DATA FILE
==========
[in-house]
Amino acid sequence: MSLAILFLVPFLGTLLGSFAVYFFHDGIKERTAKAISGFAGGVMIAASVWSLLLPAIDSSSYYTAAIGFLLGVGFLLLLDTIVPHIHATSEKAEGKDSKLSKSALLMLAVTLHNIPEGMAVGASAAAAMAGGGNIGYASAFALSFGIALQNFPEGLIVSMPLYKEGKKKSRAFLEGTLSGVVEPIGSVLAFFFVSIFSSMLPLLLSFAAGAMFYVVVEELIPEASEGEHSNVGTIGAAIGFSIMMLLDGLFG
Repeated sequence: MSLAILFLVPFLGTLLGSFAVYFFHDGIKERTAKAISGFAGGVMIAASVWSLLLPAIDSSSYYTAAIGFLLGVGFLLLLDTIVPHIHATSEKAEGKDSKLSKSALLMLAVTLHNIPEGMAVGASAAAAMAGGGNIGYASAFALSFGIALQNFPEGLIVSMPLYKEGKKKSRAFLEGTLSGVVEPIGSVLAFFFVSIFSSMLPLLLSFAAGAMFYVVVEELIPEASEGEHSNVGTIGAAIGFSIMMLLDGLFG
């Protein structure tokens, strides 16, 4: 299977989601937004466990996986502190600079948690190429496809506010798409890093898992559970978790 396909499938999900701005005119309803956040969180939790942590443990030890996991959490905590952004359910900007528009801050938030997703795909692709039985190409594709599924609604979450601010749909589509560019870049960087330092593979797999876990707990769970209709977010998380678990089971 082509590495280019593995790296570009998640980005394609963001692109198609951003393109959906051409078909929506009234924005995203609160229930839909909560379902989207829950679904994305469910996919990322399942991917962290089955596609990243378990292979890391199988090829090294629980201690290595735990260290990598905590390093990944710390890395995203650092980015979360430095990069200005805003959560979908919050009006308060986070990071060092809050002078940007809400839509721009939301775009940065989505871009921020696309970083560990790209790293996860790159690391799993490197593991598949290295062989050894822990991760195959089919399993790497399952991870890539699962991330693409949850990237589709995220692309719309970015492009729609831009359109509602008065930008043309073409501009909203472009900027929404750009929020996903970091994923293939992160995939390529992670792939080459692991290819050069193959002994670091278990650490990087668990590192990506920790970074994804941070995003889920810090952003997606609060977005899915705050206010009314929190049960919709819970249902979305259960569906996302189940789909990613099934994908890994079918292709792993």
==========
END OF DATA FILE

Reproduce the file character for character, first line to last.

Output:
[in-house]
Amino acid sequence: MSLAILFLVPFLGTLLGSFAVYFFHDGIKERTAKAISGFAGGVMIAASVWSLLLPAIDSSSYYTAAIGFLLGVGFLLLLDTIVPHIHATSEKAEGKDSKLSKSALLMLAVTLHNIPEGMAVGASAAAAMAGGGNIGYASAFALSFGIALQNFPEGLIVSMPLYKEGKKKSRAFLEGTLSGVVEPIGSVLAFFFVSIFSSMLPLLLSFAAGAMFYVVVEELIPEASEGEHSNVGTIGAAIGFSIMMLLDGLFG
Repeated sequence: MSLAILFLVPFLGTLLGSFAVYFFHDGIKERTAKAISGFAGGVMIAASVWSLLLPAIDSSSYYTAAIGFLLGVGFLLLLDTIVPHIHATSEKAEGKDSKLSKSALLMLAVTLHNIPEGMAVGASAAAAMAGGGNIGYASAFALSFGIALQNFPEGLIVSMPLYKEGKKKSRAFLEGTLSGVVEPIGSVLAFFFVSIFSSMLPLLLSFAAGAMFYVVVEELIPEASEGEHSNVGTIGAAIGFSIMMLLDGLFG
């Protein structure tokens, strides 16, 4: 299977989601937004466990996986502190600079948690190429496809506010798409890093898992559970978790 396909499938999900701005005119309803956040969180939790942590443990030890996991959490905590952004359910900007528009801050938030997703795909692709039985190409594709599924609604979450601010749909589509560019870049960087330092593979797999876990707990769970209709977010998380678990089971 082509590495280019593995790296570009998640980005394609963001692109198609951003393109959906051409078909929506009234924005995203609160229930839909909560379902989207829950679904994305469910996919990322399942991917962290089955596609990243378990292979890391199988090829090294629980201690290595735990260290990598905590390093990944710390890395995203650092980015979360430095990069200005805003959560979908919050009006308060986070990071060092809050002078940007809400839509721009939301775009940065989505871009921020696309970083560990790209790293996860790159690391799993490197593991598949290295062989050894822990991760195959089919399993790497399952991870890539699962991330693409949850990237589709995220692309719309970015492009729609831009359109509602008065930008043309073409501009909203472009900027929404750009929020996903970091994923293939992160995939390529992670792939080459692991290819050069193959002994670091278990650490990087668990590192990506920790970074994804941070995003889920810090952003997606609060977005899915705050206010009314929190049960919709819970249902979305259960569906996302189940789909990613099934994908890994079918292709792993």